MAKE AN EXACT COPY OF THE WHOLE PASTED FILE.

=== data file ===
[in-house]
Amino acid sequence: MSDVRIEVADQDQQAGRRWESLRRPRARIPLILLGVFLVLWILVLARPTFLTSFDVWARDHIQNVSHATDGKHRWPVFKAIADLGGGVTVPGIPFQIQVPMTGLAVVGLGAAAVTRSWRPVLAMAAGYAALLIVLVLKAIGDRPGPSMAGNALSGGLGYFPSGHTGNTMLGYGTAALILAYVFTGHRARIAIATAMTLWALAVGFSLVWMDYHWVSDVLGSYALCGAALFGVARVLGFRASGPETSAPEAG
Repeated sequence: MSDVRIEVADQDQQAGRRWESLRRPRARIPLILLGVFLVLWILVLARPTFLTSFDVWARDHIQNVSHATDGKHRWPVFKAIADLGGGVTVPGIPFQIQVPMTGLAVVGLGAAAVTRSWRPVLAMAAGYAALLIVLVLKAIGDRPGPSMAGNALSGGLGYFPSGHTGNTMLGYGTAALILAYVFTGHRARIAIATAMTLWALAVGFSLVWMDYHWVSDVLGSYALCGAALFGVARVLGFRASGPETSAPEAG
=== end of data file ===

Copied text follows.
[in-house]
Amino acid sequence: MSDVRIEVADQDQQAGRRWESLRRPRARIPLILLGVFLVLWILVLARPTFLTSFDVWARDHIQNVSHATDGKHRWPVFKAIADLGGGVTVPGIPFQIQVPMTGLAVVGLGAAAVTRSWRPVLAMAAGYAALLIVLVLKAIGDRPGPSMAGNALSGGLGYFPSGHTGNTMLGYGTAALILAYVFTGHRARIAIATAMTLWALAVGFSLVWMDYHWVSDVLGSYALCGAALFGVARVLGFRASGPETSAPEAG
Repeated sequence: MSDVRIEVADQDQQAGRRWESLRRPRARIPLILLGVFLVLWILVLARPTFLTSFDVWARDHIQNVSHATDGKHRWPVFKAIADLGGGVTVPGIPFQIQVPMTGLAVVGLGAAAVTRSWRPVLAMAAGYAALLIVLVLKAIGDRPGPSMAGNALSGGLGYFPSGHTGNTMLGYGTAALILAYVFTGHRARIAIATAMTLWALAVGFSLVWMDYHWVSDVLGSYALCGAALFGVARVLGFRASGPETSAPEAG